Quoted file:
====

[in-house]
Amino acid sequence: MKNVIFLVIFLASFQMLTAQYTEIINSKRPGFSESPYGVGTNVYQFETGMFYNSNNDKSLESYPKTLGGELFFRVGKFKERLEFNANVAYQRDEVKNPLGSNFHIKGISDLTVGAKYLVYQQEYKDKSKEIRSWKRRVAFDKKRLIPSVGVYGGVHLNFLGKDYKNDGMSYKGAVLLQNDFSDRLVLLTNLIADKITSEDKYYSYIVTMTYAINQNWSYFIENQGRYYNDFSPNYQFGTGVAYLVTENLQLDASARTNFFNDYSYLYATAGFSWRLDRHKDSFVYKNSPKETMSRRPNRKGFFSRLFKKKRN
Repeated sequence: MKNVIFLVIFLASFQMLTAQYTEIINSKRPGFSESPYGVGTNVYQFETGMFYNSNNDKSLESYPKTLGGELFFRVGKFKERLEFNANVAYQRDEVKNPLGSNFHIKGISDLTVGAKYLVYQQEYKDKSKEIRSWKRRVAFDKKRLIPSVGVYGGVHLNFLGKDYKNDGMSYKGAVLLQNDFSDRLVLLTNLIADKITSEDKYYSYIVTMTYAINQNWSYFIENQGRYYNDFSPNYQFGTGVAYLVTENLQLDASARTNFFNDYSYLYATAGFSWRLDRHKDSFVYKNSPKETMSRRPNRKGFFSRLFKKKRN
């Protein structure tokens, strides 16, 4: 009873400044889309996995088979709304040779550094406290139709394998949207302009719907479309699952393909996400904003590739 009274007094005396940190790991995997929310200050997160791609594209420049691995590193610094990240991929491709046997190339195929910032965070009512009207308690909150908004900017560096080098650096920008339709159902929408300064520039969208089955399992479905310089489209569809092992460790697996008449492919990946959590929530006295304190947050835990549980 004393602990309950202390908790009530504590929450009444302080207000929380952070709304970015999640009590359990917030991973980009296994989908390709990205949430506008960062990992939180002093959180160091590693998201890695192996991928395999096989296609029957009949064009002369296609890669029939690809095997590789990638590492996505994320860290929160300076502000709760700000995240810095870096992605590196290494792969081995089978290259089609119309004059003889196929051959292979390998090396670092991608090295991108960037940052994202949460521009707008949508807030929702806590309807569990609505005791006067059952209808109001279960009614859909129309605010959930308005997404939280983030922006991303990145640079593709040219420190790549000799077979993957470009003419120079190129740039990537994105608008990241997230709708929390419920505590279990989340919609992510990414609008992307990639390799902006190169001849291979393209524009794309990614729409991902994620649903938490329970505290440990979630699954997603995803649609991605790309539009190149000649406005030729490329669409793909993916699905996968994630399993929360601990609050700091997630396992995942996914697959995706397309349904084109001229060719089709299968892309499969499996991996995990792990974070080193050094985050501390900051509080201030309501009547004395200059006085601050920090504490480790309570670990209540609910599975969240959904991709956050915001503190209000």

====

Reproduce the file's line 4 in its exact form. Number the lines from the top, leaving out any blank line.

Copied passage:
């Protein structure tokens, strides 16, 4: 009873400044889309996995088979709304040779550094406290139709394998949207302009719907479309699952393909996400904003590739 009274007094005396940190790991995997929310200050997160791609594209420049691995590193610094990240991929491709046997190339195929910032965070009512009207308690909150908004900017560096080098650096920008339709159902929408300064520039969208089955399992479905310089489209569809092992460790697996008449492919990946959590929530006295304190947050835990549980 004393602990309950202390908790009530504590929450009444302080207000929380952070709304970015999640009590359990917030991973980009296994989908390709990205949430506008960062990992939180002093959180160091590693998201890695192996991928395999096989296609029957009949064009002369296609890669029939690809095997590789990638590492996505994320860290929160300076502000709760700000995240810095870096992605590196290494792969081995089978290259089609119309004059003889196929051959292979390998090396670092991608090295991108960037940052994202949460521009707008949508807030929702806590309807569990609505005791006067059952209808109001279960009614859909129309605010959930308005997404939280983030922006991303990145640079593709040219420190790549000799077979993957470009003419120079190129740039990537994105608008990241997230709708929390419920505590279990989340919609992510990414609008992307990639390799902006190169001849291979393209524009794309990614729409991902994620649903938490329970505290440990979630699954997603995803649609991605790309539009190149000649406005030729490329669409793909993916699905996968994630399993929360601990609050700091997630396992995942996914697959995706397309349904084109001229060719089709299968892309499969499996991996995990792990974070080193050094985050501390900051509080201030309501009547004395200059006085601050920090504490480790309570670990209540609910599975969240959904991709956050915001503190209000």